Himalayan Art Resources

Subject: Hell, Yama, Lord of Death

Hell Main Page

Subjects, Topics & Types:
- Yama Explanation (below)
- Yama Outline Page
- Yama Forms Outline Page
- Hell Main Page
- Hell Outline Page
- Wheel of Life
- Wheel of Life Outline
- Hindu Gods Index/Glossary
- Masterworks
- Confusions
- Others...

Description based on art depictions:
1. Name: Yama, King of the Law (of Karma)
2. Status: King of the Preta Realm
3. Life Status: living being of the Preta Realm
4. Function: Judge of beings entering the Hell Realm
5. Appearance: wrathful (raksha-like)
6. Colour: blue or dark red
7. Hand Attributes: butcher's stick & mirror
8. Attendants: (two) Deer-face & Raksha-faced figures

Yama is understood to be a living being, actually the King of the Preta (ghost) realm, who functions as the judge of beings entering hell. The reason why he is categorized as a ghost is because no being can actually exist in hell unless they have been born there due to bad actions committed in previous lives (karma). In various versions of Hinduism Yama is categorized as a god and in Indian literature Yama and Yami, a brother and sister, are associated with hell. The Wheel of Life and these depictions of Yama are based on Theravada and Mahayana Buddhism and this particular Buddhist understanding of the person of Yama and the hell realm is based on the Abhidharmakosha writings of Vasubhandu.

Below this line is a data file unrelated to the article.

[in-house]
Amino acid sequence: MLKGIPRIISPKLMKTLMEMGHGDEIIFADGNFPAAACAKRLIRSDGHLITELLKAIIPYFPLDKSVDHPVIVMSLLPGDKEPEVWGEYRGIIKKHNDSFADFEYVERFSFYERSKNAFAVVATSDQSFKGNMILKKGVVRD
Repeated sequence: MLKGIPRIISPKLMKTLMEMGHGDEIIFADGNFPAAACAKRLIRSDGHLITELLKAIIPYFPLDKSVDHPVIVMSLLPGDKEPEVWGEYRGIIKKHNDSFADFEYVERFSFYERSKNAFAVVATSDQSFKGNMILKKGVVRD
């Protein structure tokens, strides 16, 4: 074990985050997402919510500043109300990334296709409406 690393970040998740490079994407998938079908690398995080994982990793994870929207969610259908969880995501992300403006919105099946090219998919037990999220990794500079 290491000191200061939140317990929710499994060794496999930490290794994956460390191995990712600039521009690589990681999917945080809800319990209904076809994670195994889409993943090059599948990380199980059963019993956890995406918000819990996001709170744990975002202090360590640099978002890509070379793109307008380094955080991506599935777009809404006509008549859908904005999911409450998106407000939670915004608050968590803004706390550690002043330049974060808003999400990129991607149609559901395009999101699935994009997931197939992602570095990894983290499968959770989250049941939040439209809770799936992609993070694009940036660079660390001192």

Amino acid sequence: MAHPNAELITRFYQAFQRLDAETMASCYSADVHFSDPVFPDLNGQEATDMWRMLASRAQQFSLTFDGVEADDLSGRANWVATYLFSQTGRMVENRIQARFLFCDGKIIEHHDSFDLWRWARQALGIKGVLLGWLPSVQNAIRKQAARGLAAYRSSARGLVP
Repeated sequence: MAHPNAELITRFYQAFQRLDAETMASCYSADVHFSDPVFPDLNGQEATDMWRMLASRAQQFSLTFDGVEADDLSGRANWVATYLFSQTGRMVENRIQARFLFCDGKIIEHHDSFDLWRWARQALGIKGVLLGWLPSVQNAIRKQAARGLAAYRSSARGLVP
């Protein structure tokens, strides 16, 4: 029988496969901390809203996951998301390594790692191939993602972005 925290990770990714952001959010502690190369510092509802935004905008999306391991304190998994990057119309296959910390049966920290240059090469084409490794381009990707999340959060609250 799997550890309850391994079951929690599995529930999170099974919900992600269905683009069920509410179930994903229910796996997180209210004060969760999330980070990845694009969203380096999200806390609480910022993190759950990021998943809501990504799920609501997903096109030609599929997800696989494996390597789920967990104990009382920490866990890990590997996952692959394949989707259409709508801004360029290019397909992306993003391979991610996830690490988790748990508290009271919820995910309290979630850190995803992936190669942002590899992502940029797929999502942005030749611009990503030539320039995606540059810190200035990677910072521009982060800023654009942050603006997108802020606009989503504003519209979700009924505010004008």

In Buddhist Tantric systems the popular Hindu divinities are quite often employed as minor worldly 'gods' filling the ranks of the outer retinue of many complex Buddhist Meditational Deities and their mandalas. Also, in a number of the Buddhist mandalas of wrathful deities such as Hevajra and Chakrasamvara the eight Hindu gods are placed in the eight surrounding cemeteries. Yama, as the Hindu god of hell is included in this group of eight.

In Himalayan style art, depictions of Yama are found in (1) Wheel of Life paintings, (2) Bardo Todrol paintings and (3) narrative paintings, or illuminations. Depictions of the Hindu god Yama are found in the scenes of the Eight Great Cemeteries surrounding a wrathful mandala of deities such as Chakrasamvara, Hevajra and Vajrabhairava.

In the Tantric Buddhist classification of Anuttarayoga, according to one system, the Eight Direction Gods of the Cemeteries are: 1. east Shakra on an elephant, 2. south Yama on a buffalo, 3. west Varuna on a makara, 4. north Yaksha on a horse, 5. north-east Ishana on a bull, 6. south-east Agni on a goat, 7. south-west Rakshasa on a zombie, 8. north-west Vayu on a deer.

The depictions of 'Death' - the terrifying personification of death (samsara, cyclic existence) - who holds the Wheel of Life between the two hands, held up to the mouth, about to be swallowed, are not the same being or entity as Yama associated with the hell realms.

In the Wheel of Life paintings the figure of 'Death' is often depicted with ornaments identical in appearance to a wrathful Buddhist deity. This however is not completely correct according to proper, or orthodox, iconography. This figure holding the Wheel of Life is merely a personification of death, impermanence, and the misery of cyclic existence. He is not conceived of as being a living entity like Yama in the Hell realm, or a Hindu god, or a deity of any type.

Jeff Watt 2-2007 [updated 5-2017]